There was light snow this morning, but it has since melted away, leaving small puddles on the streets. Unfortunately, the sun seems to have lost today’s battle with the fog and the low clouds – it is, in essence, an ordinary wet, cold and gloomy February day. But if I peer out through the window, ignoring the construction works in the foreground, there is water on the horizon. And where there is water, there are ducks. And where there are ducks, there is flu. One cannot ask for more.
Over the years I have thought much about ducks and flu. (Some would say too much, but they don’t know what they miss). Although my research group has already produced four PhD theses on this topic, there is so much more that I would like to know. Some of it is highly specialized knowledge, of interest for a limited set of like-minded scientists with acquired duck disease tastes. Other things are quite basic, but hard to study, such as the question whether ducks infected with flu suffer from infection or not. That is a pretty important question also for a broader audience, as it has relevance for how well virus can spread with individuals in the environment; especially how ducks may spread virus long distances during migration. So, do they suffer from infections, or not?
Actually, there has been some controversy on this topic – partly stemming from different methods of quantifying disease effects. A field ecologist and a veterinarian have different scales in their toolboxes, one could say. In the latter case, disease signs are determined in experimental infections in animal house facilities, where individuals can be followed over time. Such experiments in Mallards have not been associated with strong disease signs – as long as we consider the low-pathogenic avian influenza viruses that are naturally occurring in wild avian populations (highly pathogenic AI is a completely different story). Infected Mallards shed viruses, but are otherwise apparently healthy, or only display a very short increase in body temperature. But, the ecologist argues, the artificial environment with plenty of food, controlled temperature and absence of predators is not really mimicking the situation in the wild, where even small reductions in vigilance and movement capacity may end in the death from a raptor’s claw. Absence of overt disease is not equal to absence of ecological costs, the ecologist would conclude.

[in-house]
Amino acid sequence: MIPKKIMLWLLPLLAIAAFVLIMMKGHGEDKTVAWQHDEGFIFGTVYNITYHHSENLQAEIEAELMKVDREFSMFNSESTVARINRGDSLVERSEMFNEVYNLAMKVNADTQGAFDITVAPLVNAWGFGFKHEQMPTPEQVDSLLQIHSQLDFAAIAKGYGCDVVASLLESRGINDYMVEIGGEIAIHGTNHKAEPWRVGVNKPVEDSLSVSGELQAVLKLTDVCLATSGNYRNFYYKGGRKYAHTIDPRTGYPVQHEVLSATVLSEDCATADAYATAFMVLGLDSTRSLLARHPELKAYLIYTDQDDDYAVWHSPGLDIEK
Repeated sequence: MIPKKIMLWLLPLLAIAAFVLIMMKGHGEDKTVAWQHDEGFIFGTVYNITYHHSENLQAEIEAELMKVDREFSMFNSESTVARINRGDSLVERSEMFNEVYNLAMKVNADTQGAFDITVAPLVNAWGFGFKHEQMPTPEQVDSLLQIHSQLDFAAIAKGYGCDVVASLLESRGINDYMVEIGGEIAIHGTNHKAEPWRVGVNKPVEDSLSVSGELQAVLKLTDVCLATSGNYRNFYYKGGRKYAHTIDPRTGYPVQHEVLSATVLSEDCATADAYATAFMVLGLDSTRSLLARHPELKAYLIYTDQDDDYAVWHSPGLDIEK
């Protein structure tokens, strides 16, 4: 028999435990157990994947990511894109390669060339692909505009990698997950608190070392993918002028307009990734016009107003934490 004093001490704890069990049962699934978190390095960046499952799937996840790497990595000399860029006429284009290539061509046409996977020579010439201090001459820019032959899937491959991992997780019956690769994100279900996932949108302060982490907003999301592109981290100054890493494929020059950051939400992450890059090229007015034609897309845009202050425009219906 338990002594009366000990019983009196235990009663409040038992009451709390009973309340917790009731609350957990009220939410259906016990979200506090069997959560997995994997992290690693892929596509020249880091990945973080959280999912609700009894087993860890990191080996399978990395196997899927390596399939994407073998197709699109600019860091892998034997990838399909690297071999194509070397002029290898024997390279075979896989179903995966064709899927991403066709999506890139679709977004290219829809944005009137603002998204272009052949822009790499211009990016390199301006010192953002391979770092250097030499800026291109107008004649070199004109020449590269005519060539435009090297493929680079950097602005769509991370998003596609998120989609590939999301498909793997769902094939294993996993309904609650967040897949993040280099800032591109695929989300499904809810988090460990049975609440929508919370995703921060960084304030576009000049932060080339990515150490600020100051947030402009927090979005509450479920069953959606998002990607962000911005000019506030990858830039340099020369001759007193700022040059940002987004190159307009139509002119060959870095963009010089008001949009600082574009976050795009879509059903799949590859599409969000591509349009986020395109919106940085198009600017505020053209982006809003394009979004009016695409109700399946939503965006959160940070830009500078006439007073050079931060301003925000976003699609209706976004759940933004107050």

The field studies so far have been a mixed bag, ranging from large effects to negligible effects depending on study and the species considered. The largest effect was seen in a study of Bewick’s swans in the Netherlands, where infected birds had poorer condition and migrated slower than uninfected swans. Such large effects have not been seen in other species, and one can not conclusively rule out other underlying factors, as the swan study was based on a limited number of birds. When it comes to Mallards – the most glorious of all avian influenza reservoir species – previous population studies from our group have suggested infected birds to weigh on average less than uninfected birds at capture.
Averages and populations are all and well, but to get to a mechanistic understanding one is better off with experiment conducted on a set of individuals. However, a problem is that we can not infect birds and release them in the field; in fact, we are not allowed to do so – there is a reason infection experiments are conducted in biosafety labs, after all. What to do, then? Well, we approached this question via GPS and accelerometer loggers attached to two groups of birds caught during the ongoing surveillance at our study site: one group of 20 Mallards with natural avian influenza infection at the time of capture, and another group of 20 Mallards that were negative for influenza at the time of capture.